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Criminalising Coercive Control: Position Paper

Coercive control is a foundational element of domestic violence, and also a major predictor of severe physical violence and homicide. Women’s Safety NSW regards the criminalisation of coercive control as critically important if Australia is to achieve a substantial reduction in violence against women and domestic homicide. In a 2020 survey conducted by Women’s Safety NSW, ninety-six percent (96%) of survivors surveyed stated that they believed that the definition of domestic violence in the Crimes (Domestic and Personal Violence) Act 2007 (NSW) should be amended so that coercive control is criminalised.

With respect to coercive control, the approaches of England and Wales (“the UK”), as well as Scotland, provide great insight into the best practice and lessons learnt from international experience that could be considered in an Australian context. This position paper explores the critical need for law reform around coercive control and offers possible avenues for reform in light of the approaches taken in these two jurisdictions, in addition to the views, experiences and perspectives of Women’s Safety NSW members who are frontline domestic and family violence specialists, and particularly the Women’s Domestic Violence Court Advocacy Service professionals supporting women after a police incident and in domestic violence matters in court, as well as victim-survivors of domestic and violence themselves.

In summary, Women’s Safety NSW recommend: 

  1. The criminalisation of coercive control across Australia’s state and territories.
  2. That the definition of domestic and family violence also be expanded to include coercive control, and a broader range of behaviours, including emotional abuse, psychological abuse and financial abuse.
  3. That Australian state and territory-based coercive control provisions explicitly recognise the ‘course of conduct’ element of domestic violence offences, and that domestic and family violence is often a series of behaviours that an offender uses to intimidate and instill fear in the victim, for the purpose of establishing power and control over them.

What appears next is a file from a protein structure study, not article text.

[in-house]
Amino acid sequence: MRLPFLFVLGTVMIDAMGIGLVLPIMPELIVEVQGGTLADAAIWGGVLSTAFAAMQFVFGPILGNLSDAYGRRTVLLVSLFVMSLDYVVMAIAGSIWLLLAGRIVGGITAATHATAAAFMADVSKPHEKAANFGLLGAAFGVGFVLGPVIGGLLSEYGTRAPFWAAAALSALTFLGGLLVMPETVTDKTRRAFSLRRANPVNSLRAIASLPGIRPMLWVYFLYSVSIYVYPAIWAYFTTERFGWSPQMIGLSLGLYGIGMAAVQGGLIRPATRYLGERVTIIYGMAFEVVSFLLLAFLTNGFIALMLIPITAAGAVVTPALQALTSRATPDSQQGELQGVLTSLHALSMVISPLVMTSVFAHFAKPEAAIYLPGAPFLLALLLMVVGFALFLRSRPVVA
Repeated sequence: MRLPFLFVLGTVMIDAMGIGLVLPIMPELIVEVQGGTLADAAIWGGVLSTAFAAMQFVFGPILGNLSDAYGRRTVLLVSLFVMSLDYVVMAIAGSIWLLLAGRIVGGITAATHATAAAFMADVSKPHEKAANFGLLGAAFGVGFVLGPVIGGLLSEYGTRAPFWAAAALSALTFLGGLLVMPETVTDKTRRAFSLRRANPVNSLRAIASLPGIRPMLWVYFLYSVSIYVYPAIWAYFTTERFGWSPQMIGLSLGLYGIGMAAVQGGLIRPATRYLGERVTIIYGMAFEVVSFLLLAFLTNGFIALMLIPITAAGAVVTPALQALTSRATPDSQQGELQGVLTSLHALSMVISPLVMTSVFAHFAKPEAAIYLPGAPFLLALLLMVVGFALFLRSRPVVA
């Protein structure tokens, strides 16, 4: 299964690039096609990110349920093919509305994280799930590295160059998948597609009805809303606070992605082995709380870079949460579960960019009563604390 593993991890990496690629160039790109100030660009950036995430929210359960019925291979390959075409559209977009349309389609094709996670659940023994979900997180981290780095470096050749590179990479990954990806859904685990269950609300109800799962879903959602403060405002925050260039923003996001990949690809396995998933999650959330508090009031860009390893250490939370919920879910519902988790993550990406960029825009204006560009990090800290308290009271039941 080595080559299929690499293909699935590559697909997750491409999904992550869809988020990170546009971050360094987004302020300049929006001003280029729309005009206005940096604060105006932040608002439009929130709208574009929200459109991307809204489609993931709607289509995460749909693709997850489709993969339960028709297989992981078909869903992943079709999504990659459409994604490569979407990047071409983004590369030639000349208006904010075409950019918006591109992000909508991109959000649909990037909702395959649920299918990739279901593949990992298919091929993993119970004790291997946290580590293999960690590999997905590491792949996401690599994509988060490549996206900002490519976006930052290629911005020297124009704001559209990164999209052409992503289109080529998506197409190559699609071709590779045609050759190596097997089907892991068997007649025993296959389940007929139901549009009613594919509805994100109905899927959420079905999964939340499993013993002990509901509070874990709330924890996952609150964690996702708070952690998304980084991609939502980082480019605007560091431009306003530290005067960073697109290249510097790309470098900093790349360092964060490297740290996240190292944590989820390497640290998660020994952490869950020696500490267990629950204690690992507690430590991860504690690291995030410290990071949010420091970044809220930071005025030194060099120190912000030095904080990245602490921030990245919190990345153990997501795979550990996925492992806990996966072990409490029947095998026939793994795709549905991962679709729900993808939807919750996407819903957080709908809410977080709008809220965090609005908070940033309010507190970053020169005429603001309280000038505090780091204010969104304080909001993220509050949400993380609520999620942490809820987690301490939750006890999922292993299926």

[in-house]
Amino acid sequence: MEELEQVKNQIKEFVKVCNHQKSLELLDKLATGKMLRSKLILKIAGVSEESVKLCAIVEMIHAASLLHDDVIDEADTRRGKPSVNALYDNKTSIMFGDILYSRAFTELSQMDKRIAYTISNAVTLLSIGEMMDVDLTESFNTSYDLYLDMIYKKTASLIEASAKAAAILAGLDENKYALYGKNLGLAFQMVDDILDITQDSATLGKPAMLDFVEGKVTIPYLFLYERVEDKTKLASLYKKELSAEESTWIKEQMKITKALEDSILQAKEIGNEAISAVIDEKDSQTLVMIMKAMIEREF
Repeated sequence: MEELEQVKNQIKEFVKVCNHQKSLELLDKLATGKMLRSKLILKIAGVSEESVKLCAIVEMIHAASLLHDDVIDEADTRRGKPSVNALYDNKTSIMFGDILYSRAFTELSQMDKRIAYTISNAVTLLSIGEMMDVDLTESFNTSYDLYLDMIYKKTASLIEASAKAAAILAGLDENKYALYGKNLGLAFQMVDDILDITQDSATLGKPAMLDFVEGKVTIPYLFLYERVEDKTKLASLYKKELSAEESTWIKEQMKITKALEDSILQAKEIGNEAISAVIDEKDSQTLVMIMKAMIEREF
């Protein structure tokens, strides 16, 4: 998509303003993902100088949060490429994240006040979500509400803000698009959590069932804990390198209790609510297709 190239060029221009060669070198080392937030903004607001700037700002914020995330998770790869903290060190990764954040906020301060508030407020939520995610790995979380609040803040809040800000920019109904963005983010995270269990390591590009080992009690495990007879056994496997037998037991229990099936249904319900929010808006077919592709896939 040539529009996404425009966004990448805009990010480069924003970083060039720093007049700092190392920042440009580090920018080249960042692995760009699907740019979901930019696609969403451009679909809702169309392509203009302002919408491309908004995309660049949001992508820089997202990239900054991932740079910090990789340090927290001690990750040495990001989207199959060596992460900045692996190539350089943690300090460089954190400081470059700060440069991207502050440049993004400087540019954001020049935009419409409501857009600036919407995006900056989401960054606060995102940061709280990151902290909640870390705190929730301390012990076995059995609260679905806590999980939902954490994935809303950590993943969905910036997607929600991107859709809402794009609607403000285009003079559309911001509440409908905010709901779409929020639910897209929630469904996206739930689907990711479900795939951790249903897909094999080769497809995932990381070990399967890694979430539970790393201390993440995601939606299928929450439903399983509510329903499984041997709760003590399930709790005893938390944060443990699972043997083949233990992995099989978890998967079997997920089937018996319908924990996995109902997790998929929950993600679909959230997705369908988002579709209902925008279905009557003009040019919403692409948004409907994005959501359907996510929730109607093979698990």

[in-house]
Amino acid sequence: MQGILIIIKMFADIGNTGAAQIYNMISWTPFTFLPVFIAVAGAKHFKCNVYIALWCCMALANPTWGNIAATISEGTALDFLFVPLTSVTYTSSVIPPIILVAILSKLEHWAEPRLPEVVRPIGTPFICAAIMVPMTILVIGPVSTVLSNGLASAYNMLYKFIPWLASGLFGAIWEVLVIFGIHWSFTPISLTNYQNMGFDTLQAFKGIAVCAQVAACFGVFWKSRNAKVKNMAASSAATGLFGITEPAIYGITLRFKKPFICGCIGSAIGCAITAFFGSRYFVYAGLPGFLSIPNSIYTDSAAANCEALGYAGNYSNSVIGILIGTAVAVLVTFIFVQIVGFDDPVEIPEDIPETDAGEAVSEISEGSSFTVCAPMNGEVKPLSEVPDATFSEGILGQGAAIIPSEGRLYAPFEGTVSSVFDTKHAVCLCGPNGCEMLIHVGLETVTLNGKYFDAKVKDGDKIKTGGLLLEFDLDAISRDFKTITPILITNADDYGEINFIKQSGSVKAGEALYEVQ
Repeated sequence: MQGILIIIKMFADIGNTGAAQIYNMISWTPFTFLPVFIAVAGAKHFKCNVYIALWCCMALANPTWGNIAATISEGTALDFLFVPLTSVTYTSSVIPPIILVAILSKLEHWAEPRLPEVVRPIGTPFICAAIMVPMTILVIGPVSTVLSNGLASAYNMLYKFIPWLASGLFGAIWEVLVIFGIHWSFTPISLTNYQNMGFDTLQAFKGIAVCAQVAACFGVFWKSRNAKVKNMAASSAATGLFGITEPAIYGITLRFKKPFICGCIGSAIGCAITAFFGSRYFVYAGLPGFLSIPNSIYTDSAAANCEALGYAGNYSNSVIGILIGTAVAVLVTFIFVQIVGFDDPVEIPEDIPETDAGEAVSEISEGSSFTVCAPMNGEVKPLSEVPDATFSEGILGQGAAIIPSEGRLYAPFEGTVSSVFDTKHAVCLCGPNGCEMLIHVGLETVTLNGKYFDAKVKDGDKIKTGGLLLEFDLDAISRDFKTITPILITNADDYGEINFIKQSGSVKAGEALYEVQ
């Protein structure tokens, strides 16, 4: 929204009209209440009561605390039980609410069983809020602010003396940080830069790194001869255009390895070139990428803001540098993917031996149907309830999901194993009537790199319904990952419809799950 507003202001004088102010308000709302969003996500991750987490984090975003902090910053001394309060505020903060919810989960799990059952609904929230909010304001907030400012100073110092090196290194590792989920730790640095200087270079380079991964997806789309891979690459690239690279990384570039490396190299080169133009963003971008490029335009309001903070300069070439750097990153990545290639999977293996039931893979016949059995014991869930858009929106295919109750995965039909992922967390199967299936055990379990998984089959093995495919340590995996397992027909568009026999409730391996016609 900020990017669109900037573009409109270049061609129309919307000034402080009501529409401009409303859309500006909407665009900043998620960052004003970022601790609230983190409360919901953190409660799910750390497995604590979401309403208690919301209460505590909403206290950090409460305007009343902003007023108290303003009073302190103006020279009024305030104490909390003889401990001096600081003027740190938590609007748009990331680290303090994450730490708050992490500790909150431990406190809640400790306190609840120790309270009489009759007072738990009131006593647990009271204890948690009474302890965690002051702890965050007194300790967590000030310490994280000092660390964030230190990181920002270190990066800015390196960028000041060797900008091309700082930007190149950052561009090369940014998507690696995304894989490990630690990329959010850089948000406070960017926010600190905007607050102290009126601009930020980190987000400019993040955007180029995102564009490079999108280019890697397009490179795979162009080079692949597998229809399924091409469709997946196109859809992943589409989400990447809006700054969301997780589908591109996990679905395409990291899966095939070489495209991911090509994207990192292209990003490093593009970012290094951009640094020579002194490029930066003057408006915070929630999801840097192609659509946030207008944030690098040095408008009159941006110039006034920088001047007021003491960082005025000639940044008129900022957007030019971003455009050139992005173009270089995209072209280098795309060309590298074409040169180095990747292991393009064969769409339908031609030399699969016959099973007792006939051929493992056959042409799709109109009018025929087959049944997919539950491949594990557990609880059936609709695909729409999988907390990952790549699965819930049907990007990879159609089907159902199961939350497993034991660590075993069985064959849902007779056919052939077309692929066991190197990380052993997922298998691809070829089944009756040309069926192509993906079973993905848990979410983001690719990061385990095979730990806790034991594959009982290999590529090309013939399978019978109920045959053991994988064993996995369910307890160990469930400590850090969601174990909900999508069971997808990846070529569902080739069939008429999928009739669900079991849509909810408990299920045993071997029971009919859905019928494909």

4. That Australian state and territory-based coercive control provisions contain an objective standard of proof when assessing the likely impact of an offender’s behaviour on the victim, to ensure accessibility to victims and reduce the risk of systems abuse by primary domestic abuse aggressors.
  5. That Australian state and territory-based coercive control provisions contain a maintain a subjective standard of proof to assesses whether the offender intended to cause the victim harm or was reckless as to whether their behaviour was likely to cause harm.
  6. That Australian state and territory-based coercive control legislation is not limited to intimate or cohabiting relationships but applies to parties who are or have previously been in an intimate relationship, parties who live together, or parties who are members of the same immediate or extended family, including under kinship.
  7. That Australian state and territory-based coercive control provisions do not exclusively focus on non-physical forms of abuse so as to exclude physical and sexual violence from being included in the charge.
  8. That Australian state and territory-based coercive control legislation include safeguards to protect non-offending parents taking reasonable steps to protect their children from an abusive parent from being criminalised.
  9. That Australian state and territory-based coercive control legislation be able to be applied retrospectively, so that ongoing offenders’ past behaviours may be considered as evidence of a ‘course of conduct’ in matters that come before the court under the new legislation.
  10. That Australian state and territory-based coercive control legislation include appropriate penalties commensurate with the severity of the offence.
  11. That the enactment of Australian state and territory-based coercive control legislation be accompanied by system reforms to ensure that system tools, resources and guidelines – including the DVSAT, Prosecution Guidelines, Judicial Benchbook and sentencing guidelines – are updated so that matters are properly identified, investigated, assessed, prosecuted and adjudicated.
  12. That the enactment of Australian state and territory-based coercive control legislation be accompanied by system reforms to ensure increased training and specialisation of frontline police, police prosecutors and judicial officers, so that such matters are appropriately identified, investigated, assessed, prosecuted and adjudicated.

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